In my 15 years of seeing individuals and couples in therapy, I've heard just about every version of argument there is. Whether it's a blowup that started with the laundry not being folded or a walk out due to a direct insult, I've heard it all. I've found there's a common theme in all of these miscommunications: assuming. Once we get comfortable with someone and have been with them long enough, we naturally tend to figure out some of their patterns of thinking, behavior, and communication. Although this can be helpful in meeting their needs and being more efficient, assuming can also be devastating to relationships. What if you're wrong and you didn't stop to check? Then you might be responding to or arguing with a point that the other person never even imagined.It's also important to remember that we all come into relationships and arguments pre-loaded with our own baggage and insecurities. This means you're not just making assumptions based on your observations of your partner, but you're also seeing everything through your own biased filter. Ever heard the phrase "you see what you want to see"? Basically if you're convinced there's a way your partner (or perhaps people in general) talk or behave toward you, then ironically this is what you're likely to experience, whether it's objectively occurring or not. For example, if you believe that no one could ever truly love you because you yourself don't believe you're truly worthy of being loved, then you'll consciously or subconsciously always be looking for signs that those around you do not in fact love you. Even if you see 10 signs of love for every 1 wrong, you'll focus on the wrongdoing and dismiss the love. See how this could be dangerous in combination with our natural tendency to assume?Luckily I've had 15 years and plenty of training on how to thwart these negative patterns! I have four quick (but not easy) steps to avoid falling into the assumption trap:1) Check assumptions - The moment you find yourself assuming your partner is saying something hurtful toward or negative about you, ask before attacking! It also helps if you do this in a curious way (What did you mean when you said X?) versus defensive (So you're saying that I'm an idiot?). What if they had a perfectly harmless thought and just expressed it poorly? Good thing you checked!2) Lead with feelings - This is by far the hardest step because it requires the toughest thing to do in this world - being vulnerable. Leading with how their comment made you feel is far "weaker" position than lashing out and hurting them back. However, I struggle to think of a time when attacking back has ever led to positive resolution. Instead use a feeling to describe your reaction to their comment. If your partner truly cares about you, sharing how you're hurt is far more likely to get a loving response.3) Address hurt feelings - If your partner has done step 2 and expressed hurt feelings the last thing you want to do is argue feelings with facts. The temptation is to try and convince them why they shouldn't feel hurt and why you're not a bad person/partner, but all that does is serve to invalidate their reactive feeling. Instead accept that this is how they feel and address that feeling.4) Meta-communicate - This is a fancy term for communicating about communicating (Did I just blow your mind?). In other words, talk about where the miscommunication occurred and how. Discuss how you could have gotten the same point across without hurting the other person's feelings. If the communication went poorly, talk about how you can better handle a similar miscommunication in the future without it leading to a fight.There are many other communication skills, but these 4 will have you well on your way to avoiding assumptions. For more help fine-tuning your relationship communication, please reach out to a couples therapist near you. They are an invaluable resource and are there to help strengthen your relationship both in quality and longevity.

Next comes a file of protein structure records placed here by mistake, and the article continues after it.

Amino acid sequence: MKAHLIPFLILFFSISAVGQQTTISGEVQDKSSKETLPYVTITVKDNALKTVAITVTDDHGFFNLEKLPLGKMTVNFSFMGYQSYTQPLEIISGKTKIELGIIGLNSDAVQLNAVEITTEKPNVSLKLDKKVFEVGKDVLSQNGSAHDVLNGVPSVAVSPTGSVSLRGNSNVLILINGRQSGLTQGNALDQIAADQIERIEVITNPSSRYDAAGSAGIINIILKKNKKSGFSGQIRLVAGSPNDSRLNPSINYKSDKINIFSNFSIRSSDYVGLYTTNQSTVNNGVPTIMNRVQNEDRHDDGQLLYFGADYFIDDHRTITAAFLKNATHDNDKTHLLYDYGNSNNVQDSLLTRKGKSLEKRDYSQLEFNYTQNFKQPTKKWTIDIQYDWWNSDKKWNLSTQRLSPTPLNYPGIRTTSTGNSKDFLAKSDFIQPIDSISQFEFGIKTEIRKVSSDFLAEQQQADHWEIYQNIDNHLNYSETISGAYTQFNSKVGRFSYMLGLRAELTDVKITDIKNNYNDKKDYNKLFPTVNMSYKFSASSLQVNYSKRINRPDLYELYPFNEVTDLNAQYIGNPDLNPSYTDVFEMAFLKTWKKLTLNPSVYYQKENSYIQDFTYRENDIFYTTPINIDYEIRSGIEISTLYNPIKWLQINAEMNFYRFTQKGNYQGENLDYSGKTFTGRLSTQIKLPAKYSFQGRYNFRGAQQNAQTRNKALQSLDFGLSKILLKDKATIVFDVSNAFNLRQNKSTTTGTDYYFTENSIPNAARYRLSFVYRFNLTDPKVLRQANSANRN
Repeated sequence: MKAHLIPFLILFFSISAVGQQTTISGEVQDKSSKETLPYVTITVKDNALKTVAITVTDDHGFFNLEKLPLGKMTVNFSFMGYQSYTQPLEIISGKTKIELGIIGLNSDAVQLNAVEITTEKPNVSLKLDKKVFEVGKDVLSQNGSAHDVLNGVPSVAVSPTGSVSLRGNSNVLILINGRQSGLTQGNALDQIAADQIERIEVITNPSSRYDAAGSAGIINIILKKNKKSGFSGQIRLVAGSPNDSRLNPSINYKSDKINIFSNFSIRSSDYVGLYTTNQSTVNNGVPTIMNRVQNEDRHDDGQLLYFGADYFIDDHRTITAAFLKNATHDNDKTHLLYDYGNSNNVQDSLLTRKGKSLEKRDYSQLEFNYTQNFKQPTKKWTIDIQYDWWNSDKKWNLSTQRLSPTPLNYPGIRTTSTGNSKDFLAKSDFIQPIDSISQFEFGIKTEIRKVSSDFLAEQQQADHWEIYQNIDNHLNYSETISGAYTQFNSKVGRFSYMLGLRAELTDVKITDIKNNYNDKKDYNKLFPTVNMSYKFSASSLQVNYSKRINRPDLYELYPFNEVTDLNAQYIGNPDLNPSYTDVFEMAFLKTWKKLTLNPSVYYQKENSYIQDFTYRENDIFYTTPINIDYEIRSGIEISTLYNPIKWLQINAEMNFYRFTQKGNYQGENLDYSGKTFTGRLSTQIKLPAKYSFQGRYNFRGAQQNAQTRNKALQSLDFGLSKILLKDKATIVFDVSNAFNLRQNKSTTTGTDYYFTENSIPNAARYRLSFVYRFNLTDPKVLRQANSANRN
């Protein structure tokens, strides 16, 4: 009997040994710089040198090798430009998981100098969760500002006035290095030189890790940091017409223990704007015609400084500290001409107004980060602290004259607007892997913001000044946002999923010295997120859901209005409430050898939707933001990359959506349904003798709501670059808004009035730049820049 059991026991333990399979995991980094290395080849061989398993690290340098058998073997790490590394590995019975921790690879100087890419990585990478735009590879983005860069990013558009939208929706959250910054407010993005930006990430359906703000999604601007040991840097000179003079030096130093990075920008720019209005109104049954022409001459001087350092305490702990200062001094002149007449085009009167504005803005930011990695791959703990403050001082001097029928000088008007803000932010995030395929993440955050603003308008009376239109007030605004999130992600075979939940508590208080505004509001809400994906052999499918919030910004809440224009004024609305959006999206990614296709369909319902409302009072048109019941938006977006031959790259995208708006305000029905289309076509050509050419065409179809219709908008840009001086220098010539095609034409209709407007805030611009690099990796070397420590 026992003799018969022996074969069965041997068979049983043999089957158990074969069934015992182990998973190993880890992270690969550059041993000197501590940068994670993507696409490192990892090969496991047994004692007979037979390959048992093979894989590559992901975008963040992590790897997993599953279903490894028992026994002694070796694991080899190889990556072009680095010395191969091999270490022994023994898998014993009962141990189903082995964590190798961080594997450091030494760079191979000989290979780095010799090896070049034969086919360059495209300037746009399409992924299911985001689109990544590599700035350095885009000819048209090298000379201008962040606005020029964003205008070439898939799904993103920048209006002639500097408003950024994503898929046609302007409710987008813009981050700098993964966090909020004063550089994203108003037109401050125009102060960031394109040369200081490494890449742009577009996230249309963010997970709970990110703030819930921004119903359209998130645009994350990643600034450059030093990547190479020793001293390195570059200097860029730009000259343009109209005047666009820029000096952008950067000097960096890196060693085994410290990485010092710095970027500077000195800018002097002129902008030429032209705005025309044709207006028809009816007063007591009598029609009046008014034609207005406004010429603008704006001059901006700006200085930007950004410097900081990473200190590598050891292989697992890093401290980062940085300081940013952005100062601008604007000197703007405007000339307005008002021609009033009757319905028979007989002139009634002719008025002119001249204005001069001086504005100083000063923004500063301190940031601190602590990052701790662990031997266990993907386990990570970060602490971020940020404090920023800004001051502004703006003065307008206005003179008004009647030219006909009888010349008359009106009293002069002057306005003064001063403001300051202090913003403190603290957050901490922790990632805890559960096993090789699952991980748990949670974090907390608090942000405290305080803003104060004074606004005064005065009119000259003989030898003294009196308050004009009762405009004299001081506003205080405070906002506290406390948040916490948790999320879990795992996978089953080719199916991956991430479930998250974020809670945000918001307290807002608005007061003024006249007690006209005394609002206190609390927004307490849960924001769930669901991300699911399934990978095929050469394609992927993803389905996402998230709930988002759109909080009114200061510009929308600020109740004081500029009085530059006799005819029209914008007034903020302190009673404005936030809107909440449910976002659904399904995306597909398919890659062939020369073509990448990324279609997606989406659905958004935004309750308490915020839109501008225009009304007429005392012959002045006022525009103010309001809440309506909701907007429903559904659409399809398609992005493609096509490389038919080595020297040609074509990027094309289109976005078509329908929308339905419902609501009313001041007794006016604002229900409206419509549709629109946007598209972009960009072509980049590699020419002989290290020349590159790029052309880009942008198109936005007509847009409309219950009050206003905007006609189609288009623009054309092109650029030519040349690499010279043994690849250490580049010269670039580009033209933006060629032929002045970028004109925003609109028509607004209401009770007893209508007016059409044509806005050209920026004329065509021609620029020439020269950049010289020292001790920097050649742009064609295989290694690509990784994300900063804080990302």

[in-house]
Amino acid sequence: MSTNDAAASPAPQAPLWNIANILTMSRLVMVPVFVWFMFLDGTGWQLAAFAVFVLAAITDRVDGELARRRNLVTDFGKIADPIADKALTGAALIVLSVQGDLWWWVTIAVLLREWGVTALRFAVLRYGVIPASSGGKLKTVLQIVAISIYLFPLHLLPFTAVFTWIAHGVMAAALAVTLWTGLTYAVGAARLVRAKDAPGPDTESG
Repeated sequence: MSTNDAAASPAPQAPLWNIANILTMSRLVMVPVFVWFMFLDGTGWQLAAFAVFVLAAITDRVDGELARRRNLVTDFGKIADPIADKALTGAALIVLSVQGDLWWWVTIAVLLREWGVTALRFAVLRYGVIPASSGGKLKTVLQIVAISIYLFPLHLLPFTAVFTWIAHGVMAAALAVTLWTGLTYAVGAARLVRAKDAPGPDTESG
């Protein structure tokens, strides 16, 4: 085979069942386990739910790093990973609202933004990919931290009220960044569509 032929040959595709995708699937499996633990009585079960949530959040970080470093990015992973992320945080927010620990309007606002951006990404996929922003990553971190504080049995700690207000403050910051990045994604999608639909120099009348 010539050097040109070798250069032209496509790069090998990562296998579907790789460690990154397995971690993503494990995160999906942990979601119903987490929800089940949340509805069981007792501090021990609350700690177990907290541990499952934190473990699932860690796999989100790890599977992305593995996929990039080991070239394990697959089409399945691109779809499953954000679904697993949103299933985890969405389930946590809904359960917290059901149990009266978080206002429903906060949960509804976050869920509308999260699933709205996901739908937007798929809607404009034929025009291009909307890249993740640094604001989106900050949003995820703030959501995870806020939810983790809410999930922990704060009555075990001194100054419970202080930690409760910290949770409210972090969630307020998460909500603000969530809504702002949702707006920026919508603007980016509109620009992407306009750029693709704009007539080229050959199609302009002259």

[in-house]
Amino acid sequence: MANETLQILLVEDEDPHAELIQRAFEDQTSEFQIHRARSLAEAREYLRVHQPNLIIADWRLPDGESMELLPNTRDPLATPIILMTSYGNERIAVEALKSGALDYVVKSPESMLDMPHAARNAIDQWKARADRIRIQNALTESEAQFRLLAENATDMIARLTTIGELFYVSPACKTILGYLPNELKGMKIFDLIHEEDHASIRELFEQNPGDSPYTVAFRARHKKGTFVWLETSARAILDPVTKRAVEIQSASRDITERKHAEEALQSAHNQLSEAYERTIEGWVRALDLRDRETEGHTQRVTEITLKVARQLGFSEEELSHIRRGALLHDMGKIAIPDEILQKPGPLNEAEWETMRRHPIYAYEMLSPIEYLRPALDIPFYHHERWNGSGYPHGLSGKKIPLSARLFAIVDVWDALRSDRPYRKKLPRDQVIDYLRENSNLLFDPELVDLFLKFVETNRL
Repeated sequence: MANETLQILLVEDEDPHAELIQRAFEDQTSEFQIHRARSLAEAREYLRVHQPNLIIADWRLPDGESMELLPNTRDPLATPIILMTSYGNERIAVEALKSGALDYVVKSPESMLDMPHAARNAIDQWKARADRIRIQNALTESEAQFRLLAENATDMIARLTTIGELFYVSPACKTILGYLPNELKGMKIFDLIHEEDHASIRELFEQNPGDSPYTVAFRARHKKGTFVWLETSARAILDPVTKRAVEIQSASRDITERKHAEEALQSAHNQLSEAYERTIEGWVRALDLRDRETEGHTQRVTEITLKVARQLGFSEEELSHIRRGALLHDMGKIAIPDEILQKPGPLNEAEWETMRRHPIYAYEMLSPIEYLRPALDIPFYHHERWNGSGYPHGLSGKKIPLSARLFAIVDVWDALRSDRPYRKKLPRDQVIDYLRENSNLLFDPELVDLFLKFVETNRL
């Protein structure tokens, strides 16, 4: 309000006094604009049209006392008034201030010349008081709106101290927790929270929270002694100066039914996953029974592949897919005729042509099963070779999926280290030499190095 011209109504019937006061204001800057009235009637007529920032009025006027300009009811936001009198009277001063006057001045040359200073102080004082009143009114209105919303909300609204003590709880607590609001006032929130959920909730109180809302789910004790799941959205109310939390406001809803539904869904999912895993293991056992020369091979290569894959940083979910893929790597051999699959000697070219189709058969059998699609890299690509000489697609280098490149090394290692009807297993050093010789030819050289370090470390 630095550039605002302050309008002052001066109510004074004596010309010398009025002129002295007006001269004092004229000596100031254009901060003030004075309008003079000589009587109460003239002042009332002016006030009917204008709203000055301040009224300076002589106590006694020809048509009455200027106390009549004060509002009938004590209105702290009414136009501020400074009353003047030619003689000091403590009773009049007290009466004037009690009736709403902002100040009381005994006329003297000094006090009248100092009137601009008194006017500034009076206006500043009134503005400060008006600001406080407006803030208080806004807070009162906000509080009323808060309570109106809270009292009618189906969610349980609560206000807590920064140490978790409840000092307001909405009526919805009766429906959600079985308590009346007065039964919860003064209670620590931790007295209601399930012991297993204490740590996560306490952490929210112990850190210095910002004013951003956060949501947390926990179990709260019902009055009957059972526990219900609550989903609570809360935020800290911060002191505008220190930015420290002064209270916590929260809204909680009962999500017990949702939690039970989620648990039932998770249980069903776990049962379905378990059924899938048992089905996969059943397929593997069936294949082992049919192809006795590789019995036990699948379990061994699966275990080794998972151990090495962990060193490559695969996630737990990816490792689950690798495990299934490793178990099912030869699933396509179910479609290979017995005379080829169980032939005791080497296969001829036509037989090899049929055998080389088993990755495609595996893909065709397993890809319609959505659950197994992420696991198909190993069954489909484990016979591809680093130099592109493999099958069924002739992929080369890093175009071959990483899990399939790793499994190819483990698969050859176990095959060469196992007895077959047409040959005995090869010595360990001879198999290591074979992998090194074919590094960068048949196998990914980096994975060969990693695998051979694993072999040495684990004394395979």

Depression and Connection, Part 2